by Dave Montizambert Published 01/08/2010
What do weddings, wars, and sunsets have in common? Fleeting moments. And for photographers, these offer some of the most stressful conditions to shoot under. Now shooting sunsets is no big deal, but if that sunset is a key component of a shoot that involves a subject that needs to be professionally lit, it is right up there with weddings and wars. The photographic lesson I'm about to set down revolves around such an image that went so right after everything went so wrong (see Image 001). I created this image during an assignment in Hawaii that involved lighting and capturing a series of images of a Hollywood actor/writer Sherri Synder. As the shoot unfolded, it quickly became an exercise in thinking on your feet and letting everything go that you couldn't change or control so that you can concentrate on making a decent image. To capture the fleeting beauty of a sunset, time is of the essence and so if you are planning to light a person in front of such a spectacle, then you need to arrive well before to set up and work all the bugs out long before the magic moment.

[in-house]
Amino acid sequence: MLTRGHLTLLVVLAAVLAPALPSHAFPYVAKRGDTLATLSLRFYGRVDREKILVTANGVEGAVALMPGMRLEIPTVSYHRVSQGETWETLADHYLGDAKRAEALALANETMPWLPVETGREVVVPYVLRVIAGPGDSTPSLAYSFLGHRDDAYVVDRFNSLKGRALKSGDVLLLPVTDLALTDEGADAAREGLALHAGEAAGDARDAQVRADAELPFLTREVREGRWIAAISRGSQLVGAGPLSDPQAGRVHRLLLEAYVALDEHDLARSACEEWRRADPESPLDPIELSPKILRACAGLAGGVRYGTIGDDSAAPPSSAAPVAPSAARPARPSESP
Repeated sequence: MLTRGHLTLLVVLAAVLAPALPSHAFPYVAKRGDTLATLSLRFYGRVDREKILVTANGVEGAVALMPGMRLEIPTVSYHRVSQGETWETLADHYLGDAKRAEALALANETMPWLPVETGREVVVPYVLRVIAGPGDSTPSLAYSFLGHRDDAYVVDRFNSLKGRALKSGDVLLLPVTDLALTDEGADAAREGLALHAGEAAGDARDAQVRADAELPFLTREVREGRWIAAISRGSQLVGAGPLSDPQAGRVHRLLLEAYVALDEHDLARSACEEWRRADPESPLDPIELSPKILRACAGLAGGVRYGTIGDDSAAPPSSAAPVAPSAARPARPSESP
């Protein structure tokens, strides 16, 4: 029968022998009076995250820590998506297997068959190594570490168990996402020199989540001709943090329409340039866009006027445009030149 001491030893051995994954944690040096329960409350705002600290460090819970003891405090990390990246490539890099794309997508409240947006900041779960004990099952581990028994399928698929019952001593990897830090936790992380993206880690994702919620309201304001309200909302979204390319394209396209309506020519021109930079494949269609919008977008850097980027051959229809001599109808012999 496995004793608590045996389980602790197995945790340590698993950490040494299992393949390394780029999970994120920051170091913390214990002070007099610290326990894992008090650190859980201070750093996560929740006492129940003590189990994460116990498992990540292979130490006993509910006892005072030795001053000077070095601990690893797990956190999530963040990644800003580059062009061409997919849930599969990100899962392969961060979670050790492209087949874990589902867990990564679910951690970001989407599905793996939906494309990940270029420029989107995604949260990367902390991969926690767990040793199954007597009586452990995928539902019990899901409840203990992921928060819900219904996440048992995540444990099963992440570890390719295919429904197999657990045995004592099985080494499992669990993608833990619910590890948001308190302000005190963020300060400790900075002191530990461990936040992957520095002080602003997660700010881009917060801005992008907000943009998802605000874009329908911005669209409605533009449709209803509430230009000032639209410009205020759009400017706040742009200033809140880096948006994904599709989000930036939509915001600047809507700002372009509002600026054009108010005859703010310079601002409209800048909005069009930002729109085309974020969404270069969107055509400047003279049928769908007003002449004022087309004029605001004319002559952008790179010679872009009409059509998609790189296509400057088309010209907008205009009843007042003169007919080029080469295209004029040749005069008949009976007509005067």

This Hawaiian trip was to consist of several real photo assignments that would also be captured on HD video for Adobe TV as an educational series on location lighting using tethered shooting with Lightroom. For the project we had a small crew: myself, Rick Miller of Adobe USA, cinematographer Megan Sinclair, and then local talent for hair, make-up, and assisting. Both Rick and Megan organised the locations, accommodation, car rentals, and lighting gear from California, before meeting me in Hawaii. They did a great job setting it up, however, no amount of organising could have prevented delayed flights and a last-minute sickness of the make-up artist, both of which put us some five hours behind schedule. After much scrambling we arrived at the sunset location 15 minutes before sunset and so the race was on. We had a ton of lighting gear and no time to transport it half a kilometre from the parking lot over some rough terrain to the shoot site on a beautiful stretch of beach on Sand Island near Honolulu, let alone set it up. Determined to get something on this first day, we tore through the gear, dumping into my emptied camera bag only what we thought we would need: digital SLR camera, a couple of zoom lenses, a speed-light (camera flash) with radio slave, a roll of duct tape, a flash meter, and a flashlight; all the real lighting equipment was left behind at the parking lot. With Sherri already made up and costumed, we literally ran to the spot. With the sun already set, Rick in preparation for creating a mixed light image, assembled a speed-light and radio slave while I composed Sherri against the quickly fading sky. During these frenzied moments, I chose f5.6 as the perfect aperture for depth of field for this image, then took a couple of in-camera meter readings to find an appropriate shutterspeed for the f5.6 aperture setting for what I thought would be the perfect exposure (f5.6, 2 seconds at 100 ISO) of the sky background. To dial in a suitable exposure on the speed-light, which Rick (now acting as a human light-stand) aimed at Sherri, a flash meter with its incident dome directed toward this main light was brought into position next to Sherri's face - for more information on flash meters, see the callout box entitled 'Flash Meters'.
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